MADISON -- Governor Tony Evers signed into law a bill that calls for training for truck drivers in the fight against human trafficking. That training will be part of their coursework required to obtain their driver's license.
Human trafficking is something that's seen in all 72 counties in Wisconsin, and lawmakers are hopeful those who travel the Badger State's roads the most can help alert authorities.
Byron Rushing has been driving across the country for 15 years, and he's seen his share of problems on the road.
"I've seen some things at a truck stop before with a young lady who looked like she may be there against her will," said Rushing.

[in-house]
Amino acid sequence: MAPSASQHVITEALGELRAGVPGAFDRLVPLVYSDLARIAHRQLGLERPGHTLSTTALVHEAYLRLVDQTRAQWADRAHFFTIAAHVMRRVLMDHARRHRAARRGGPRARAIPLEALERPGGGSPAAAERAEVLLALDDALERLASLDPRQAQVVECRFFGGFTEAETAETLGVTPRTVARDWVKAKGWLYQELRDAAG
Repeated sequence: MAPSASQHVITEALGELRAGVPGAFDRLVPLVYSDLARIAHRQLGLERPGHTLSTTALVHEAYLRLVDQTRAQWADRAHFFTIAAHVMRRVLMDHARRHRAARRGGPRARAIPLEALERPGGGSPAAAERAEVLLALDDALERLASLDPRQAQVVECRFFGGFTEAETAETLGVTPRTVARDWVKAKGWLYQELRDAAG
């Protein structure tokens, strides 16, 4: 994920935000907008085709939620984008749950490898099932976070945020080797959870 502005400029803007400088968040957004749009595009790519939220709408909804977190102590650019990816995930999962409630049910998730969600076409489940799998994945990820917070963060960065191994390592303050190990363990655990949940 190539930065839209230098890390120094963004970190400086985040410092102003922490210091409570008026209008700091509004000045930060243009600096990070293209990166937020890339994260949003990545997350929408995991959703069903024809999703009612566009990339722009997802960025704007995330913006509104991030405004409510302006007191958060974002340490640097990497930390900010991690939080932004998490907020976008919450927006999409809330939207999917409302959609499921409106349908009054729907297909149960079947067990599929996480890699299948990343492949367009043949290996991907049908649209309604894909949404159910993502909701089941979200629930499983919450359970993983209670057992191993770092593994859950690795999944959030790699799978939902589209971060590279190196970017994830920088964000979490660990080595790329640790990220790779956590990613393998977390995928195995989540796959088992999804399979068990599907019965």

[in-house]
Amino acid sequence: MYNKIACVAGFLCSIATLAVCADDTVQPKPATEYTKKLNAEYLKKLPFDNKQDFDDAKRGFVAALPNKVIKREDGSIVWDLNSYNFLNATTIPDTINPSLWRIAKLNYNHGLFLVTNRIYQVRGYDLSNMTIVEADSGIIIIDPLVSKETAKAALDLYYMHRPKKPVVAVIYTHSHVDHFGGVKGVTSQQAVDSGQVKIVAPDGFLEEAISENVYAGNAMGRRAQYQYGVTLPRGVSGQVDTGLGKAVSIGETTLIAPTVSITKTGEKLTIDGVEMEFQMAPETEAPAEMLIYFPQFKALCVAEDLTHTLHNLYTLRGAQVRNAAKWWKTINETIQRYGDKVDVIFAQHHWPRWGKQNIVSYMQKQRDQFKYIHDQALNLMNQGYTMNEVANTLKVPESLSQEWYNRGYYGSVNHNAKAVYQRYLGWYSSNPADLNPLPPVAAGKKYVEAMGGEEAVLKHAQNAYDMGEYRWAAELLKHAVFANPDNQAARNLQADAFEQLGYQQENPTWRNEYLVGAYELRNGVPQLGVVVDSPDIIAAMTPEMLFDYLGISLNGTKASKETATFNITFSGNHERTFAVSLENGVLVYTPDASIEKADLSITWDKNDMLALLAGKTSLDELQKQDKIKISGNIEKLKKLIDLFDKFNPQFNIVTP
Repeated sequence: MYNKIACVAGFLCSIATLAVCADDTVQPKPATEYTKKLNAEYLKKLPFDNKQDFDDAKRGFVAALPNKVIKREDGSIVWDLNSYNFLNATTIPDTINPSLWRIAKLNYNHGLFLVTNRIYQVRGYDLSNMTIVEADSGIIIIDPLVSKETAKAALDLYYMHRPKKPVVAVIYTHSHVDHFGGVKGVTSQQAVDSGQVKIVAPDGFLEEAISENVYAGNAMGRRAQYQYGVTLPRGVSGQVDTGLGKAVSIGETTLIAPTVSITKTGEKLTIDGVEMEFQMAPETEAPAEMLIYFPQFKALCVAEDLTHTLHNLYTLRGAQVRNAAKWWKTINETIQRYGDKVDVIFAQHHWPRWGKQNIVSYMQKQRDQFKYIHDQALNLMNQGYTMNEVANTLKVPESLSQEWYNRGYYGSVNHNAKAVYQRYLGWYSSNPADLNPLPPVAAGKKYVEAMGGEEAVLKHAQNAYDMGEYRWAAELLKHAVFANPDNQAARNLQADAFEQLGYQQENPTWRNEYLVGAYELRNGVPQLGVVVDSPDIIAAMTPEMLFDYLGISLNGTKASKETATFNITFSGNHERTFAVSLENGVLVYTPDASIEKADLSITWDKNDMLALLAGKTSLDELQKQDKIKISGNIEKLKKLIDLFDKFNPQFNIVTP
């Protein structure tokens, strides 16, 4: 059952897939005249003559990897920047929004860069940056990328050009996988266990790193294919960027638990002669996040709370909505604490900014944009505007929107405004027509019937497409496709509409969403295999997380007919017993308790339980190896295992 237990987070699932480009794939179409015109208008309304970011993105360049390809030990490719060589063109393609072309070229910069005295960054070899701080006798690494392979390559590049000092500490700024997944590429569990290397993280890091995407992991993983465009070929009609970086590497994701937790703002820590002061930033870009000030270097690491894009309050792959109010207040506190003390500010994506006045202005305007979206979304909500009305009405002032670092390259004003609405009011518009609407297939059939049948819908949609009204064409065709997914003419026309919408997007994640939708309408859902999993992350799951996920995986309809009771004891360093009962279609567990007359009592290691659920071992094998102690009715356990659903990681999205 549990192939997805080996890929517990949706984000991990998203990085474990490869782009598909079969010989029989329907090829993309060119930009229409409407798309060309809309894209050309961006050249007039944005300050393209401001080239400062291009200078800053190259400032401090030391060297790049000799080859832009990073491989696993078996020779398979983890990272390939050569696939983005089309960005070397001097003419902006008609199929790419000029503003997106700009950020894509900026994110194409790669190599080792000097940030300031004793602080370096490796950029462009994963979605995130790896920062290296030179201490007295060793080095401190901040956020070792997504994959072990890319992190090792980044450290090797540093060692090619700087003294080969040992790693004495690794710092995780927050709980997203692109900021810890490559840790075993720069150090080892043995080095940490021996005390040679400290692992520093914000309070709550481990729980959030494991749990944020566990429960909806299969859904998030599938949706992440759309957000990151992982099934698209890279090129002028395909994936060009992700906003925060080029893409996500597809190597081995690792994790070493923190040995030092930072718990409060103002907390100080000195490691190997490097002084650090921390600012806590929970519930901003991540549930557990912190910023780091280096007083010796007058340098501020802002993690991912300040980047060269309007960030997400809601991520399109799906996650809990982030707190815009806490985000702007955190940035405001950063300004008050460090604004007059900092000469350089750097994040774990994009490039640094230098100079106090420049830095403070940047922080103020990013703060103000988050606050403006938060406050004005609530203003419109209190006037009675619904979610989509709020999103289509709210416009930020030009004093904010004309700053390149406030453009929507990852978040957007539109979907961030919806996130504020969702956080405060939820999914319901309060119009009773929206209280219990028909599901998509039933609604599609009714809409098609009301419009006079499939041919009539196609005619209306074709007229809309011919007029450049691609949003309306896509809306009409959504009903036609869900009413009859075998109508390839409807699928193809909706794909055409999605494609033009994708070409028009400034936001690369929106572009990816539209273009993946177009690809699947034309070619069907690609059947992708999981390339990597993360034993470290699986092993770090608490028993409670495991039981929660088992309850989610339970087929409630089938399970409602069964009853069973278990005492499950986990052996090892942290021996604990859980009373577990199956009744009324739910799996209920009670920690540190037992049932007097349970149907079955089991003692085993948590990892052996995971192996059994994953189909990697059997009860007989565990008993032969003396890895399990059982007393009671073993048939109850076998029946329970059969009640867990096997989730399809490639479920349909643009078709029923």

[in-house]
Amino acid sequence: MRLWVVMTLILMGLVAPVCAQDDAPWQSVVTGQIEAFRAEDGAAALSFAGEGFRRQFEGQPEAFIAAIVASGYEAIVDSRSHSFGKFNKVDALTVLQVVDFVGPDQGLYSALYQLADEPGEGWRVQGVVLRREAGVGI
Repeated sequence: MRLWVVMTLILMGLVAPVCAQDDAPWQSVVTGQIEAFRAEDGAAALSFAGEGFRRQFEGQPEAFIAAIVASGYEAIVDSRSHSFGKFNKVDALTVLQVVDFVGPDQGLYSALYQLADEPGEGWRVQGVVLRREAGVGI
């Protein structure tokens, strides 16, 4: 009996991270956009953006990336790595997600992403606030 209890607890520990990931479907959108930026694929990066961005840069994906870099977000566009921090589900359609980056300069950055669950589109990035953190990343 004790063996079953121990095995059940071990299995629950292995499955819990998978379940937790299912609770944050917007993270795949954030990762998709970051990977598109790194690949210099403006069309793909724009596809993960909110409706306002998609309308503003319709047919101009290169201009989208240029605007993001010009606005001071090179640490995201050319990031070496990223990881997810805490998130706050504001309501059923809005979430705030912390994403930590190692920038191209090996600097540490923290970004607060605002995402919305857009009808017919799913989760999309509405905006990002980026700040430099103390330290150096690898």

He called police when he suspected human trafficking, and Wisconsin lawmakers want more drivers to follow his lead.
"Human trafficking is in all of our 72 counties and this puts another effort to prevent that," said Senator Alberta Darling, R-River Hills.
The law requires technical schools to train truck drivers on how to spot human trafficking as part of their work to get their commercial driver's license.
"The trucker drivers are alerted to human trafficking and how to identify it," said Senator Darling. "That's the main thing -- how to identify it and who to report it to."
The bipartisan legislation was crafted to try to stop the growing epidemic, with many incidents unreported.
"Everyone accepts this idea as a good strategy to make sure that truck drivers are educated what to look for with human trafficking," said Senator Darling.
Rushing said he's happy to be part of the solution.
"People should be more aware of what's going on and call somebody when they see something happen," said Rushing.
Rushing said his company provides training and said many companies provide drivers with materials on what to look out for.